The workers were also given the responsibility of improving their workstations as any employee at any level of the hierarchy had the right and almost obligation to make improvements in processes if he would see fit. This process was called “visible control” and all the workers took positive steps to improve or eliminate any waste that they identified. The priority order of the parts were also transmitted to the workers allowing each shop to conduct production activities without orders from the control department.
This compensated the monotony of mass production and helped improve the production rates and the morale in the factories. The thought behind Jidoka was it was men who operated the conveyor and not the other way around and the confirmation of this was the trust that Toyota placed on their employees. Whenever a worker detected a defect or abnormality in the production line or even if he found himself unable to keep pace with the line, he could stop the operation simply by pulling a cord called the ‘andon’ cord.
When pulled, the ‘andon’ cord would set off an alarm system and illuminate the color coded andon electric light board. This would alert all the workers and supervisors to the presence of a problem or defect in the line and if it was not rectified within a specific length of time, then the entire line would stop. This system helped direct attention to the problems as soon as they were discovered and that prevented a great deal of further complications. Usually the problem could be corrected immediately by directing attention to it and to the worker that had sounded the alert.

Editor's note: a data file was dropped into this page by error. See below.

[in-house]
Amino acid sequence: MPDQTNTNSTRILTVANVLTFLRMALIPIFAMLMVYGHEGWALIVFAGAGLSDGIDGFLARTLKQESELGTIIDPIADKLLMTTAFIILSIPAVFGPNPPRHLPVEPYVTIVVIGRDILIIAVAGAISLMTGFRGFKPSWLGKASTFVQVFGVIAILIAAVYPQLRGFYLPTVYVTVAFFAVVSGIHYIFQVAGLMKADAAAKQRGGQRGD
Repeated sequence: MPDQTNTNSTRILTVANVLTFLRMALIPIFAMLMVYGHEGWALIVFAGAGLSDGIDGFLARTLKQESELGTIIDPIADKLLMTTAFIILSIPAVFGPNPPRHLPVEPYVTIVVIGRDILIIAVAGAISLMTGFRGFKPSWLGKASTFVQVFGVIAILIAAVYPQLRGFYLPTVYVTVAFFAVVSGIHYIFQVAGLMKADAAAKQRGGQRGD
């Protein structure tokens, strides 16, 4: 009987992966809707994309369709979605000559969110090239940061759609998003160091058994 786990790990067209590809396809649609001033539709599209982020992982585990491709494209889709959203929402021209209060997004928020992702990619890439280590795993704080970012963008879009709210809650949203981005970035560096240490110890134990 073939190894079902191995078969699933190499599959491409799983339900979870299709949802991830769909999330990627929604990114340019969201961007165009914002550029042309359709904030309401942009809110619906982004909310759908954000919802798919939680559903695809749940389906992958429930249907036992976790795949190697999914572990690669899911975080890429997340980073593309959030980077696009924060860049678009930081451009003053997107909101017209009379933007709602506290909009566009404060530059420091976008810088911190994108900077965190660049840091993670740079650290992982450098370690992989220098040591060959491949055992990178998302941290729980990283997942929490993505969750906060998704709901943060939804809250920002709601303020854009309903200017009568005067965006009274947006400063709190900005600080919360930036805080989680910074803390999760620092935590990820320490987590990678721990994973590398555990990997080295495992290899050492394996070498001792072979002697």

Identifying the problem as soon as it occurred prevented the line from producing a complete lot of defective goods therefore this process helped Toyota achieve high levels of quality. This also showed the faith in Toyota’s workers ability as thinkers. To facilitate the spotting of deviations or defects, Ohno called for the work to be as standardized as possible with specific work instructions being given for every job. Stopping a line hundreds of time in one shift was a common practice at Toyota’s factories. Taiichi Ohno 1912 – Taiichi Ohno was born in Manchuria, China 932 – Joined the Toyoda Automatic Loom Works (TALW) 1943 – Moved to the Automotive Business as an Assembly Manager Late 1940’s – Started experimenting with different ways of setting up equipment to produce items needed in a timely manner Early 1950’s – Expanded on the ideas of Kiichiro Toyoda on JIT inventory systems 1956 – Visited the USA to study the manufacturing processes used by American Companies 1975 – Was made Vice President of Toyota 1978 – Retired but remained associated with Toyota until 1982 1990 – Died at Toyoda City Ohno’s Contribuition to TPS
Although the TPS was not Ohno’s work alone, he was the prime mover of its creation and is considered to be the father of TPS. Ohno streamlined and developed the TPS concepts into a formal and practical system. He was responsible for training a number of Toyota’s engineers in how to use and implement the system. Since Ohno was a great believer in the importance of people, he treasured values like respect, loyalty and lifetime employment and was accountable for developing the lifetime employment concept at Toyota which made workers more committed to the company.